Left: Now the one thing that did initially throw me after fitting one of my eyepieces to the draw tube was that it wouldn't come to focus fully wound out. Ah ha! there is a built-in extension tube which retracts out to 55mm basically covering the focal point of most all oculars one might use. Off we go to the Moon and what a amazingly crisp sharp view! I then used a Vixen NLV10mm ocular to take a closer look and the crater contrast along the gibbous lunar terminator was superb! Absolutely no colour fringing along the lunar limb either. The collimation out of the box must be good so I shot over to a nice 3rd magnitude star for some in and out of focus testing. To my surprise, nice even concentric diffraction rings with even illumination. So, off to a nice open star cluster... something convenient like the Jewel Box in the Southern Cross nearby.
It was this view that made my jaw drop... pinpoint sharp stars with well defined orange /red hue of its massive red giant star. Switching back to my workhorse Vixen LVW 22 and moving my eye across the field, all stars appeared pinpoint right to the edges.

So what about looking at planets? The scope is noted as recommended for deep-sky lovers but I wanted to see how Saturn might look given the exceptional seeing conditions. I wasn't disappointed. Using a Vixen NLV6  the clarity was like using some large 5 inch triplet apochromatic refractor! All the brightest Saturnian moons stood out clearly without any need for strenuous protracted scrutiny.


I think this is an exceptional telescope but like any design there are plus and minus attributes. A standard SCT (Schmidt Cassegrain telescope has the benefit of viewing from the rear of the scope (not having to rotate the optical tube through tube rings for easiest viewing position). But, this scope is designed specifically for discerning visual observers and moreover, astro-imagers so we can live with that. It is on the heavy side (albeit understandably given its very solid all metal construction) but if Synta made the main tube in carbon fibre like their classic CF200mm f/4, which is a marvellous telescope, it would better suited to a lower kg load baring rated mount. Must admit I had it set atop the HEQ5 head with a GP half extension pillar and using 2 x 5.1 kg and 1 x 3.2 kg counter-weights (fully extended to achieve balance) which possibly added some wobbliness. For visual this is ok but for long exposure astro-photography, it definitely needs to ride on a more solid mount to match its weight like the Sky-Watcher NEQ6 Pro.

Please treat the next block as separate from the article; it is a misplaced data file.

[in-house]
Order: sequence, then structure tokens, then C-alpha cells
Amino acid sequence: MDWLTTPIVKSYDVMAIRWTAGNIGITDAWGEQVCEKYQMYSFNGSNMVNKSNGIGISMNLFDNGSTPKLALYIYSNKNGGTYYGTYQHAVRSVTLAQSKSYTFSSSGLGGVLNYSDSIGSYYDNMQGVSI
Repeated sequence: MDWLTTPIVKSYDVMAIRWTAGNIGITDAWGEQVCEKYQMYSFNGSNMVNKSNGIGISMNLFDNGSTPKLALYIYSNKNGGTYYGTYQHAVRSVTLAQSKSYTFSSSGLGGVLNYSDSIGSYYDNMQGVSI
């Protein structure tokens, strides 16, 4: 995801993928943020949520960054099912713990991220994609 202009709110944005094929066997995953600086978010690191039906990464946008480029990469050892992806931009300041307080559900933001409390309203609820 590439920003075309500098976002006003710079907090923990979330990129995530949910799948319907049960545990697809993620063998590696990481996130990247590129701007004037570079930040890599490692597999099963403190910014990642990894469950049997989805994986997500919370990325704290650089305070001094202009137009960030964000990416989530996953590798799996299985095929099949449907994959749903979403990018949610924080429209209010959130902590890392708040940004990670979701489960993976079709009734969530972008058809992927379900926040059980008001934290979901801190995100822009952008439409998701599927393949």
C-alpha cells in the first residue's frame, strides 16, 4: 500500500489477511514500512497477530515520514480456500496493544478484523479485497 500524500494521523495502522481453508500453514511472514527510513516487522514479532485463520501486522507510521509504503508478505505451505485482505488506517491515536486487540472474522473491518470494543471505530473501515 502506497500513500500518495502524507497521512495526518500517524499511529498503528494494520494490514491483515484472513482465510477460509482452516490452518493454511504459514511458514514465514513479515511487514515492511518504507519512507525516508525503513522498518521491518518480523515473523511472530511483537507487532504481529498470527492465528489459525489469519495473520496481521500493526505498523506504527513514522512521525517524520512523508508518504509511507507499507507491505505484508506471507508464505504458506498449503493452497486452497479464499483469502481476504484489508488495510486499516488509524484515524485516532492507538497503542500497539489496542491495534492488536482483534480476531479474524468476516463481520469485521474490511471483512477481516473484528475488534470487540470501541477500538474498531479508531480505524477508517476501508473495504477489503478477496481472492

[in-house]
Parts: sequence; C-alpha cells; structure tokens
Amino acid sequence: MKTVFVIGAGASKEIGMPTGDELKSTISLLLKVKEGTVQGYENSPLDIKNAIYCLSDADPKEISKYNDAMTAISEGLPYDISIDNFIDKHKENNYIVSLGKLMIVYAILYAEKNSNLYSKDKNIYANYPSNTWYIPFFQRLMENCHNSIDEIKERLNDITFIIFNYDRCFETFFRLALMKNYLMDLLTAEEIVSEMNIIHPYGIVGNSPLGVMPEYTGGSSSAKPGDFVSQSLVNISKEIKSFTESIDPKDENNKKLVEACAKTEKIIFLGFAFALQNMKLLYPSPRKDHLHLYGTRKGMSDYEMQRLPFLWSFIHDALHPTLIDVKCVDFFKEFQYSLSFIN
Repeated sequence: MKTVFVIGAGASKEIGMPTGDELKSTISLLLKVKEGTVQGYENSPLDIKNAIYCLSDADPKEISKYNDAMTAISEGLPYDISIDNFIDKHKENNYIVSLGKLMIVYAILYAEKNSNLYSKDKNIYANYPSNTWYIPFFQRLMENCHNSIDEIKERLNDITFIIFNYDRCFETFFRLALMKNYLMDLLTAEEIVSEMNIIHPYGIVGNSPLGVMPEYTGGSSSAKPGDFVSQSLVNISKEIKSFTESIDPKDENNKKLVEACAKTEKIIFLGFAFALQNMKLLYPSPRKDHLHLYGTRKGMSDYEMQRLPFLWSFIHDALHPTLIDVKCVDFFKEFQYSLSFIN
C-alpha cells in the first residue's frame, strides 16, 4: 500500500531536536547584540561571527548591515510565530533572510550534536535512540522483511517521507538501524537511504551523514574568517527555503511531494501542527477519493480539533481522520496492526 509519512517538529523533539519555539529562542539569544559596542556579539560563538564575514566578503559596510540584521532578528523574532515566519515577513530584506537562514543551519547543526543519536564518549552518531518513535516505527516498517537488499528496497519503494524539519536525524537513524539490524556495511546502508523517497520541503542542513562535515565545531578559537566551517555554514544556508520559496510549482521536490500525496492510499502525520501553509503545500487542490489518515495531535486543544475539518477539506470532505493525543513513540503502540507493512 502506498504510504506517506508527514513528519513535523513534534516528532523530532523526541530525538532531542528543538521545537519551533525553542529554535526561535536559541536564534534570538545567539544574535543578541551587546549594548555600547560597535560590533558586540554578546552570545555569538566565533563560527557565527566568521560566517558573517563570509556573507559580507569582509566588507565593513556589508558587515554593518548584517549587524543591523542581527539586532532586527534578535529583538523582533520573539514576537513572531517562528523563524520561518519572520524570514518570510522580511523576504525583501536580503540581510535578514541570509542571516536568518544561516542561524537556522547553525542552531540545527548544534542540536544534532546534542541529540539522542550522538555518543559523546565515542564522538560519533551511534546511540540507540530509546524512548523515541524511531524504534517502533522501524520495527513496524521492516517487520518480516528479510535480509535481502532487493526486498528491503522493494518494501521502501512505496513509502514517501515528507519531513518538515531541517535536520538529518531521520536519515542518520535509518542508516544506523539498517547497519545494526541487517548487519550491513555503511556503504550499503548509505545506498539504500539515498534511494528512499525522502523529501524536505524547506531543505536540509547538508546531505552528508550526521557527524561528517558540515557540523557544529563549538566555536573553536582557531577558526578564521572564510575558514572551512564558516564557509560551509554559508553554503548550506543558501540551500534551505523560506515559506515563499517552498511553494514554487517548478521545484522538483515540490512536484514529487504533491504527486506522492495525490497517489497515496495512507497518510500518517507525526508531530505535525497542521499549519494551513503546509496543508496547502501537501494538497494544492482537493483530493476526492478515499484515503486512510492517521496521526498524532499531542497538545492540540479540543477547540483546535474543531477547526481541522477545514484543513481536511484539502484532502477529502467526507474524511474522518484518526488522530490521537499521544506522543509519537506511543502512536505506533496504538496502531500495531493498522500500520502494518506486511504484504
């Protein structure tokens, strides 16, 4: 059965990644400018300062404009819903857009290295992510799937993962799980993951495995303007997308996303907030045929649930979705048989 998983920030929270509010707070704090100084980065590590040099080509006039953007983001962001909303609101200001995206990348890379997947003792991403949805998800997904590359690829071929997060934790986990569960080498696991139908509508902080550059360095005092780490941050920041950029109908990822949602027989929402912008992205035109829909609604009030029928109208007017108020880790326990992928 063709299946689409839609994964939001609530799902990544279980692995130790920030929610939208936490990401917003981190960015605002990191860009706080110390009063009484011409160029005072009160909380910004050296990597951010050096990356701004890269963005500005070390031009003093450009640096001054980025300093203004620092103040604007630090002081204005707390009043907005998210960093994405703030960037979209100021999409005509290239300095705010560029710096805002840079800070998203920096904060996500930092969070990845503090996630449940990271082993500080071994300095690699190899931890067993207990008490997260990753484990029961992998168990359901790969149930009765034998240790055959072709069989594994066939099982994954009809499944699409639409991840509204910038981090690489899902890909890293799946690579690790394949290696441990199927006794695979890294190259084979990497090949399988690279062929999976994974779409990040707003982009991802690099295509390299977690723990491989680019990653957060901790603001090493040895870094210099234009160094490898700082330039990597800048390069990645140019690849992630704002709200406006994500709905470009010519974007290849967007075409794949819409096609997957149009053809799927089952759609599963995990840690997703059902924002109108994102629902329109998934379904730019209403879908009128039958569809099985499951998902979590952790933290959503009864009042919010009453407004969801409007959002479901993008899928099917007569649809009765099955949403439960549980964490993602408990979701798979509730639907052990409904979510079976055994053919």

M20 Trifid nebula taken with Sky-Watcher 190mm MAK-NEWT and colour Moravian G2-8300 CCD camera

The above image was taken using the Synta MAK-Newtonian 190mm telescope mounted on an NEQ6 Pro with Vixen side by side multi accessory plate fitted with Vixen X-Y guide mount and ProStar 80mm guide scope refractor.
(see image at left)

It was far too windy for long exposures so this is the sum of only 12 x 180 second exposures using a Moravian G2-8300C camera and LVI Smart Guider to see how well it performs.

Just like the amazing visual views I found with this scope, short exposures revealed a perfectly flat field across the image.

The image below of M8 Lagoon nebula was taken with the same gear and exposures 3 minutes x 12 stacked and dark frames subtracted using Deep Sky Stacker software.

This scope has everything for visual and astro-phtography in one optical tube. I am thoroughly impressed - SM


M8 Lagoon nebula taken with Sky-Watcher 190mm MAK-NEWT and colour Moravian G2-8300 CCD camera

BUY the Synta 190mm MAK-NEWT now

Note: AstroShop reviews are only intended to provide prospective purchasers our own first hand impressions of performance and build as has been our long time policy.